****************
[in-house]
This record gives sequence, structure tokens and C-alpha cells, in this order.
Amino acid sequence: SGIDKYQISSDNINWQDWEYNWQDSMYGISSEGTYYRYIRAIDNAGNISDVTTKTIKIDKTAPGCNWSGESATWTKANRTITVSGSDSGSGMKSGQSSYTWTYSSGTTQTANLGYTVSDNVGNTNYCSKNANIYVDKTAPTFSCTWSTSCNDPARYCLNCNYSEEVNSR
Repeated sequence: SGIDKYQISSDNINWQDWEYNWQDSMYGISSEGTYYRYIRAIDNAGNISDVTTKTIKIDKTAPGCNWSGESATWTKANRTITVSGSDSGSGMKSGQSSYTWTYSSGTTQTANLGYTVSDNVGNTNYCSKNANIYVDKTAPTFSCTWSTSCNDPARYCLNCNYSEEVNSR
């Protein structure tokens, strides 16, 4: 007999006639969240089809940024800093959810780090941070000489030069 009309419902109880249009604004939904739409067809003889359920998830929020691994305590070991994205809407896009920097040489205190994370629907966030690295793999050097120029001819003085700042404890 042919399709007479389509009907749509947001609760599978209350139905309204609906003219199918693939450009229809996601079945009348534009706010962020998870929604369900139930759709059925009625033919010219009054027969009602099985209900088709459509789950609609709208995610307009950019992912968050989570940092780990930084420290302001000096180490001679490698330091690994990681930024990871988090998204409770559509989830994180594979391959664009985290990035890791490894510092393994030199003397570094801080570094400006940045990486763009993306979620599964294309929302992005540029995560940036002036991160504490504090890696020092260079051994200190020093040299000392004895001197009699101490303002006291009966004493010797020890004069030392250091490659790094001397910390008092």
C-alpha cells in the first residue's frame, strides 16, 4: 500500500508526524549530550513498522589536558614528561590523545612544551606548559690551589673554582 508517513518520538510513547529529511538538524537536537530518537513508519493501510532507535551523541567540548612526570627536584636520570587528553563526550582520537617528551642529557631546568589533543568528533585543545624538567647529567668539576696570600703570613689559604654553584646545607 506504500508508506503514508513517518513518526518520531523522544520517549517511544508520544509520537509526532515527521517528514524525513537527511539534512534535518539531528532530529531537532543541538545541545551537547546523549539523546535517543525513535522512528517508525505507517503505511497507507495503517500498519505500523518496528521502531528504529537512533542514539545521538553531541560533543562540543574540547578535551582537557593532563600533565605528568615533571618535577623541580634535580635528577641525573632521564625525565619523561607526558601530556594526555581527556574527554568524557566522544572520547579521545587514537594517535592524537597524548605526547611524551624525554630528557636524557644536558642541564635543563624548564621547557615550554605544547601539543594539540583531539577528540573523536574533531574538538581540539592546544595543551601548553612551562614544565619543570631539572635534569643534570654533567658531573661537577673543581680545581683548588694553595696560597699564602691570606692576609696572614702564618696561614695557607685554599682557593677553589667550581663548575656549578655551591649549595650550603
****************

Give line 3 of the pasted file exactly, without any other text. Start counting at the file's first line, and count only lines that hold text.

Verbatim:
Amino acid sequence: SGIDKYQISSDNINWQDWEYNWQDSMYGISSEGTYYRYIRAIDNAGNISDVTTKTIKIDKTAPGCNWSGESATWTKANRTITVSGSDSGSGMKSGQSSYTWTYSSGTTQTANLGYTVSDNVGNTNYCSKNANIYVDKTAPTFSCTWSTSCNDPARYCLNCNYSEEVNSR